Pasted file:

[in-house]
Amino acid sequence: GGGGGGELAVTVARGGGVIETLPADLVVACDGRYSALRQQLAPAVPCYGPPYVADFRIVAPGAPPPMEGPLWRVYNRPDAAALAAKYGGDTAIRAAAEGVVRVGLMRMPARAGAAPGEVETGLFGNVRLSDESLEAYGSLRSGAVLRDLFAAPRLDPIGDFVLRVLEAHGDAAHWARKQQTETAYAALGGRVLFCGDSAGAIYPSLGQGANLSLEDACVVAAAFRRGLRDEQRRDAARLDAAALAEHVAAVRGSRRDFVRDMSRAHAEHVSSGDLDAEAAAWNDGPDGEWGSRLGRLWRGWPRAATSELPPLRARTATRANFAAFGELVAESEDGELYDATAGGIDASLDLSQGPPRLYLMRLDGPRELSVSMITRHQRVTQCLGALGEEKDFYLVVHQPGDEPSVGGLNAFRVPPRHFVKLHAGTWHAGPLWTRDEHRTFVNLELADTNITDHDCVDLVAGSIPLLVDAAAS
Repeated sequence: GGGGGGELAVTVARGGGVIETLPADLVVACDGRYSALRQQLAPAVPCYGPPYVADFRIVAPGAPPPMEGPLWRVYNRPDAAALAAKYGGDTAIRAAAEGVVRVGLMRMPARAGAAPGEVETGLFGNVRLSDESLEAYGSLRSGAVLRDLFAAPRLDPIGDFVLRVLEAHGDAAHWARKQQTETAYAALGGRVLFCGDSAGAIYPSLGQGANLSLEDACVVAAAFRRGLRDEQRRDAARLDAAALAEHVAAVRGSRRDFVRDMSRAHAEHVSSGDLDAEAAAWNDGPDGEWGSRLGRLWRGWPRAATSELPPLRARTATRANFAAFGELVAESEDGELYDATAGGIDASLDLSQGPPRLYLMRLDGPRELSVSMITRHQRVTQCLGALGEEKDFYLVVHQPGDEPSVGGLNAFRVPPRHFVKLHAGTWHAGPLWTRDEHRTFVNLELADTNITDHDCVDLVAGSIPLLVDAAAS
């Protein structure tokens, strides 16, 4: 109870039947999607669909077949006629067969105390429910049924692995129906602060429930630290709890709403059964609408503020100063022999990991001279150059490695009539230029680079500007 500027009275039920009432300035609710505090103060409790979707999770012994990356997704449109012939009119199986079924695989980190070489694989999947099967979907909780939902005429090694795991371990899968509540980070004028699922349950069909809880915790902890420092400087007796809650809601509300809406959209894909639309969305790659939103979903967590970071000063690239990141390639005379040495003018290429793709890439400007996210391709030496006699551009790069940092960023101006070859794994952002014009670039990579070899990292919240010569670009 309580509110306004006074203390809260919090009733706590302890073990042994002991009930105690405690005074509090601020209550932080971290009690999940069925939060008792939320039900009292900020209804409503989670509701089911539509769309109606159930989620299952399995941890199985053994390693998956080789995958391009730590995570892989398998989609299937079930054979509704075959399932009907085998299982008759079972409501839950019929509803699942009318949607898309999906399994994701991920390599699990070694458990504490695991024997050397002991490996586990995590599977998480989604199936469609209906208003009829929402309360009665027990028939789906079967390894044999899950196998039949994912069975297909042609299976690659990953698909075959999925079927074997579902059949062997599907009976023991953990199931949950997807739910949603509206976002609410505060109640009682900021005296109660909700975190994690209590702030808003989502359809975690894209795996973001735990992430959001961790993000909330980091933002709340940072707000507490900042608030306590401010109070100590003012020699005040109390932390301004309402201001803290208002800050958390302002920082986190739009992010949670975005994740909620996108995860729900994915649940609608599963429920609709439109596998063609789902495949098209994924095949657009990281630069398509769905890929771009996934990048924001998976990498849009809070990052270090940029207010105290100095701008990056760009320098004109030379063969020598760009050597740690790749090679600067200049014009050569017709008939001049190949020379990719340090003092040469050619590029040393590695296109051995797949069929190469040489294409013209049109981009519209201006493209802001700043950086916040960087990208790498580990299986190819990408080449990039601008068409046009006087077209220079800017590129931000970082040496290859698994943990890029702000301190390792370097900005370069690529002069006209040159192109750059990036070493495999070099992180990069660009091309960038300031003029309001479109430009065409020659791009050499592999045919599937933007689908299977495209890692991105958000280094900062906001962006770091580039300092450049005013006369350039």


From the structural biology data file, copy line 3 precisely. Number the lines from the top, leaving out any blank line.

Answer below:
Repeated sequence: GGGGGGELAVTVARGGGVIETLPADLVVACDGRYSALRQQLAPAVPCYGPPYVADFRIVAPGAPPPMEGPLWRVYNRPDAAALAAKYGGDTAIRAAAEGVVRVGLMRMPARAGAAPGEVETGLFGNVRLSDESLEAYGSLRSGAVLRDLFAAPRLDPIGDFVLRVLEAHGDAAHWARKQQTETAYAALGGRVLFCGDSAGAIYPSLGQGANLSLEDACVVAAAFRRGLRDEQRRDAARLDAAALAEHVAAVRGSRRDFVRDMSRAHAEHVSSGDLDAEAAAWNDGPDGEWGSRLGRLWRGWPRAATSELPPLRARTATRANFAAFGELVAESEDGELYDATAGGIDASLDLSQGPPRLYLMRLDGPRELSVSMITRHQRVTQCLGALGEEKDFYLVVHQPGDEPSVGGLNAFRVPPRHFVKLHAGTWHAGPLWTRDEHRTFVNLELADTNITDHDCVDLVAGSIPLLVDAAAS